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Was Swissair Crash Preventable?

While the cause of the fatal crash of Swissair Flight 111 remains a mystery, investigators do know that the pilot's call for an emergency landing was triggered by smoke in the cockpit.

Now it seems that a new technology could have made it easier for the pilot to see through the dense smoke and possibly land the plane safely, but many airlines don't use it, reports CBS News Correspondent Roberta Baskin.

Swissair had a problem with smoke in the cockpit before, and later sought a solution. In 1970, 47 people were killed in a crash after the Swissair pilot radioed that he could not see his instrument panels because of thick smoke.

Seven years ago, Swissair made plans to be the first commercial airline to try a more effective approach to dealing with smoke in the cockpit by using the Emergency Vision Assurance System (EVAS).

The $20,000-per-plane system was designed to work in a smoke emergency. The pilot puts on special goggle/helmet gear that resembles a see-through bubble. The EVAS gives the pilot clear vision to the instrument panel, even through heavy smoke.

In a 1991 industry journal, Swissair's own flight safety manager announced, "Smoke-related accidents may be preventable."

CBS This Morning obtained a Swissair correspondence from 1992 stating: "Swissair intends to procure the EVAS for its entire fleet."

However, following the 1996 Valujet accident, David Hinson, who was then head of the Federal Aviation Administration, went to Capitol Hill and reassured senators that current aircraft ventilation systems were sufficient.

"A manufacturer has to demonstrate we can evacuate the air from the cabin of a plane in a fairly orderly fashion to rid the cabin of smoke and fumes," Hinson said.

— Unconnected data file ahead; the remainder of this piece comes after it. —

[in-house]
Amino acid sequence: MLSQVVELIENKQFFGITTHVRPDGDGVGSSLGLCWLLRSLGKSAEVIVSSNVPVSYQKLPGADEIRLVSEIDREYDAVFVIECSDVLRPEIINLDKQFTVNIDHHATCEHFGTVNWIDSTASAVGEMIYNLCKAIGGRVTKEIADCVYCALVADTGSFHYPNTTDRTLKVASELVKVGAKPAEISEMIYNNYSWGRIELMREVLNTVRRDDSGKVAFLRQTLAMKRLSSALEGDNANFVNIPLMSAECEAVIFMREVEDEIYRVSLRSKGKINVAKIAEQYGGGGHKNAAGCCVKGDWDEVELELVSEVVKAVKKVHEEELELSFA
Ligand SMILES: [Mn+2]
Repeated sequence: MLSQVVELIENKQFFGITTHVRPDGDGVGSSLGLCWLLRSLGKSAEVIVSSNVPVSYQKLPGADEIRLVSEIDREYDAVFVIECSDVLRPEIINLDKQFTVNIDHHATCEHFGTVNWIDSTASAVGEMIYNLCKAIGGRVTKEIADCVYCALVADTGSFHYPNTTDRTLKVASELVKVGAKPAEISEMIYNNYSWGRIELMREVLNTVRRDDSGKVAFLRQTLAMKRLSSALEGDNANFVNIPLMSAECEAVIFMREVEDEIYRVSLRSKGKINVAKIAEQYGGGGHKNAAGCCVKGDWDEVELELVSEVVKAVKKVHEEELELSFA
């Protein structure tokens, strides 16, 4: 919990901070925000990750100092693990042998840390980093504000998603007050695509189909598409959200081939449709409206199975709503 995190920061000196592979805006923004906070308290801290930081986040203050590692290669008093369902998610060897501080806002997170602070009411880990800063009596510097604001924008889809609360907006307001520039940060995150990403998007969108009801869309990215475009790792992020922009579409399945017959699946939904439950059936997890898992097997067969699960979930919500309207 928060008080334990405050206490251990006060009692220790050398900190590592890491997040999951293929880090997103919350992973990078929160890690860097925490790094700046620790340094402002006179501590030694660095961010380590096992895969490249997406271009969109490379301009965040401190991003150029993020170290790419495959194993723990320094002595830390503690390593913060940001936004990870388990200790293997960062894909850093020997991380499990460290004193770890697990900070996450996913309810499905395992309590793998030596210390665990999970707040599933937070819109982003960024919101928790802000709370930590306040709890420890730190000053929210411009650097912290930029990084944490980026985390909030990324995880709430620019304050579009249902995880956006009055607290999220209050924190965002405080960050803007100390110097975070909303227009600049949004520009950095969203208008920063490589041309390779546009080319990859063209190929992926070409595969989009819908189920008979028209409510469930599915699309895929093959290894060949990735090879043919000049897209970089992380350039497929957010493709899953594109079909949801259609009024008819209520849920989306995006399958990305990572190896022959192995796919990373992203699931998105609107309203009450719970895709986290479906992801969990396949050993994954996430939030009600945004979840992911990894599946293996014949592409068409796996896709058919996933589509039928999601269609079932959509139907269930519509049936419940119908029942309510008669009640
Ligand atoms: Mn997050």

However, critics of the FAA's current smoke in the cockpit test say it's not very realistic.

To test the system, a machine fills up the cockpit with smoke until the instruments are no longer visible. Then the smoke machine is turned off, and the ventilation is turned on and has three minutes to clear out enough smoke so the instruments are visible to the pilot.

In a real smoke emergency, at 35,000 feet, there is no one to turn off the smoke machine. In past accidents involving smoke in the cockpit, it's impossible to say what difference the technology might have made.

Even though the FAA has approved and certified the EVAS system for aircraft, it doesn't require it. Within a month of Swissair's announced plans to purchase the system in 1992, it postponed the purchase "due to the difficult situation within the airline industry."

Given the most recent tragedy, CBS News asked Swissair why it never installed the technology.

The company's response: "We purchase our aircraft from manufacturers who comply with all FAA requirements. No manufacturers are currently installing EVAS on commercial aircraft."

Over the weekend, the cockpit voice recorder of Swissair Flight 111 as recovered from the North Atlantic. Under Canadian law, investigators won't release a transcript of the conversation during the last minutes before the crash.

Whatever the actual cause of the crash, the question remains: What role did smoke in the cockpit play in this tragedy? The debate over how best to protect planes, pilots, and passengers may be back on the FAA's radar screen.

Reported by Roberta Baskin